In late September, Conway ran even with Grayson and beat Paul by four points. Both Republicans have pulled further ahead of Mongiardo, whose numbers had changed little until this month.

(Want a free daily e-mail update? If it's in the news, it's in our polls). Rasmussen Reports updates are also available on Twitter or Facebook.

The candidates are running for the seat of retiring GOP Senator Jim Bunning. Both parties will select their candidates in May 18 primaries.

Not only did the Republican contenders gain ground in the latest survey, but both Democrats saw their support go down. This highlights the difficult political environment for Democrats in Kentucky, given voter unhappiness over the national health care plan and the country’s bad economy.

John McCain carried Kentucky by 17 points over Barack Obama, 58% to 41%, in the November 2008 election.

Thirty-seven percent(37%) of Kentucky voters now approve of the job Obama is doing as president, down five points from a month ago. Fifty-nine percent (59%) disapprove. These findings include 20% who strongly approve of the job the president is doing and 49% who strongly disapprove. This gives Obama a much lower job approval rating in Kentucky than he earns nationally in the Rasmussen Reports daily Presidential Tracking Poll.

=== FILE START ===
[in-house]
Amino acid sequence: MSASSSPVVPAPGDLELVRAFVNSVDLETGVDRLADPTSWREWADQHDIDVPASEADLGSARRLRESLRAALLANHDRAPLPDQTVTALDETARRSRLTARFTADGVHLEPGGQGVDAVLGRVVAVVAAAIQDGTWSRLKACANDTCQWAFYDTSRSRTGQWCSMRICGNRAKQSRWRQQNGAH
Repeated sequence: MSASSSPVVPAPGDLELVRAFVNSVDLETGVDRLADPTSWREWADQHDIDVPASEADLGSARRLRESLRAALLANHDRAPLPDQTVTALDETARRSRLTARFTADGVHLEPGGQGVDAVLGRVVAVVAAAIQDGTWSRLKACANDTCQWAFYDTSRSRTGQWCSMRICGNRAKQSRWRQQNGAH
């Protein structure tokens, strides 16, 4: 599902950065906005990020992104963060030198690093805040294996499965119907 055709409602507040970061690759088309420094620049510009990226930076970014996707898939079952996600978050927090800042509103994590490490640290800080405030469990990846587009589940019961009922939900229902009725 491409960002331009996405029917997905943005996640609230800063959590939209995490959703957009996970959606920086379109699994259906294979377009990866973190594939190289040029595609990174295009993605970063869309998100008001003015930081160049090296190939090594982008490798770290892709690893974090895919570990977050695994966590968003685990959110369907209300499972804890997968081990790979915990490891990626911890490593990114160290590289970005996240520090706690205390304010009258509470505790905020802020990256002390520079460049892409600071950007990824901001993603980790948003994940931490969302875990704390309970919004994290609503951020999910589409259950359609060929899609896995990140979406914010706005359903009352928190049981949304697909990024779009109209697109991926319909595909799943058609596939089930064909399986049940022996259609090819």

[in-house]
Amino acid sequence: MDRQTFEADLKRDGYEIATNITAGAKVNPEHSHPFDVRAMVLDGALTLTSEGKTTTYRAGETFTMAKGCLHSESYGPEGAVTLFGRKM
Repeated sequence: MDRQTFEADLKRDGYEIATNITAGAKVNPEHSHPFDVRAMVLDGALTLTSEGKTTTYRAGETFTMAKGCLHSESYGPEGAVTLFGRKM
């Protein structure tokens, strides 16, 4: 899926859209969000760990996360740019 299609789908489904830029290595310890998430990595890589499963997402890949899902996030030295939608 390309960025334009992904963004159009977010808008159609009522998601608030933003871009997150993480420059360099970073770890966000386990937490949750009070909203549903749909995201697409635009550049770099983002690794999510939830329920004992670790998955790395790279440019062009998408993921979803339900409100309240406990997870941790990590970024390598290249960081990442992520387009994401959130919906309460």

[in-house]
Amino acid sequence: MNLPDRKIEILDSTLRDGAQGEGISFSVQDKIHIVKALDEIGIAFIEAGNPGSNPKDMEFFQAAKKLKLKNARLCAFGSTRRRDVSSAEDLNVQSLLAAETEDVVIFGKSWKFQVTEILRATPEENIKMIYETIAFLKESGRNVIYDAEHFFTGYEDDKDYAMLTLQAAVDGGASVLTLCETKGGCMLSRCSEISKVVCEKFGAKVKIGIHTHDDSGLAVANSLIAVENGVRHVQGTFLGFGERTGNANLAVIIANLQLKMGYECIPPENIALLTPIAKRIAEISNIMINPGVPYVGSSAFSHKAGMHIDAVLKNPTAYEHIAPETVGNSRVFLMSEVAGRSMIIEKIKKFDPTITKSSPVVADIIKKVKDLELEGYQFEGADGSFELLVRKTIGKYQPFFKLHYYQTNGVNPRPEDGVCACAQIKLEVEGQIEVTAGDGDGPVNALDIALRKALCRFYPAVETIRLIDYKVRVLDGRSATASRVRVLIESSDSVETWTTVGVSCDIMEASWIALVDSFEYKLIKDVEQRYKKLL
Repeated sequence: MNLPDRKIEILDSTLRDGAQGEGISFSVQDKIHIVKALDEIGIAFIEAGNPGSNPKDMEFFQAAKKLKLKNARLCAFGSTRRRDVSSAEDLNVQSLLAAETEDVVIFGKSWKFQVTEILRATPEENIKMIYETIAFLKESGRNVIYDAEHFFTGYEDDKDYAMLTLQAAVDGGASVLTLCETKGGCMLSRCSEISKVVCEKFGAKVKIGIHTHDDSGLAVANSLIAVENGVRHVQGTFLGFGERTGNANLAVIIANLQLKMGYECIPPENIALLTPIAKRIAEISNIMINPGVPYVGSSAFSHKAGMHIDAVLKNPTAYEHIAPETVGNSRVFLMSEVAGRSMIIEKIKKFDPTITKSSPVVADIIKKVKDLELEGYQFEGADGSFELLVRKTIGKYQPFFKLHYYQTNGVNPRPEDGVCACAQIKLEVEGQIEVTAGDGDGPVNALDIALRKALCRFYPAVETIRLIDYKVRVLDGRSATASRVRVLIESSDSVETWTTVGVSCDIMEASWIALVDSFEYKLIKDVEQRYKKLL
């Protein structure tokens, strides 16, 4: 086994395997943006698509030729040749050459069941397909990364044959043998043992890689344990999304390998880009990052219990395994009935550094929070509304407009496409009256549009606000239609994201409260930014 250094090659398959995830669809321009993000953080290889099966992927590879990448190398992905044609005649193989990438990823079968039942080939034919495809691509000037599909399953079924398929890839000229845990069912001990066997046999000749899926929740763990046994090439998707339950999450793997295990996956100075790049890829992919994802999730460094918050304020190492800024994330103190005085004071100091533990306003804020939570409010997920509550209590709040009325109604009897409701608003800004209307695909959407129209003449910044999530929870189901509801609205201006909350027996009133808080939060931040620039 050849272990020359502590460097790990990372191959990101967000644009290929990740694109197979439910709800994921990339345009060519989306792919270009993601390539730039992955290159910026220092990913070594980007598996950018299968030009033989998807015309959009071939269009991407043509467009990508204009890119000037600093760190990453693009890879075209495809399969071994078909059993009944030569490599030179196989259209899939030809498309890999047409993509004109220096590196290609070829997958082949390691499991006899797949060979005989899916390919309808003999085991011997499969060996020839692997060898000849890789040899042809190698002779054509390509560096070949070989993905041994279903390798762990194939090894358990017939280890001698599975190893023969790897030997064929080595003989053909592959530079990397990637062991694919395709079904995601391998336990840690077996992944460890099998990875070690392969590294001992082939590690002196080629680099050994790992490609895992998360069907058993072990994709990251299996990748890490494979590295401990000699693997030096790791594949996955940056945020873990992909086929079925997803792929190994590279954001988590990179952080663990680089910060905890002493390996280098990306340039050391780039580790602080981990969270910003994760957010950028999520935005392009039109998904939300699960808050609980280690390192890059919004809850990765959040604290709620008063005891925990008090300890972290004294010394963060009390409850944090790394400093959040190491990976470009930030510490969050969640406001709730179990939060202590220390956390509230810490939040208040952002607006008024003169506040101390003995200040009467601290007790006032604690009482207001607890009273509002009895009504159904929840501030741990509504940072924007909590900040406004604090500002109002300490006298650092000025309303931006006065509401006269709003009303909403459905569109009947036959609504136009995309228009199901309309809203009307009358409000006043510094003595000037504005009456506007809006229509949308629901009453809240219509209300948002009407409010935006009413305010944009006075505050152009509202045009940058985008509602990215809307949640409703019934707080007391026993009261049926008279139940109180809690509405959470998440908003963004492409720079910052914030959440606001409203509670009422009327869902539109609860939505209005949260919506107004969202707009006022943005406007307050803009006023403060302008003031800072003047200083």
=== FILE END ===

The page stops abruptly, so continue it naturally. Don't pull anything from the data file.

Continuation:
Opposition to the health care plan proposed by the president and congressional Democrats is much higher in Kentucky, too. Thirty-four percent favor that plan, with 18% who strongly favor it. But 61% are opposed, including 53% who are strongly opposed.

As is the case in other states throughout the country, the Republicans handily win the votes of those who are strongly opposed to the health care plan, while the Democrats pick up a sizable majority of those who are strongly in favor of the plan.

Just 25% of all voters in Kentucky rate the president’s handling of health care as good or excellent. Fifty-eight percent (58%) say he’s done a poor job.

Sixty-two percent (62%) say a better strategy to reform health care would be to pass smaller bills that address problems individually. Twenty-three percent (23%) still think a comprehensive bill that covers all aspects of the health care system is a better way to go.

When it comes to health care decisions, 55% fear the federal government more than private insurance companies. Thirty-four percent (34%) fear private insurers more.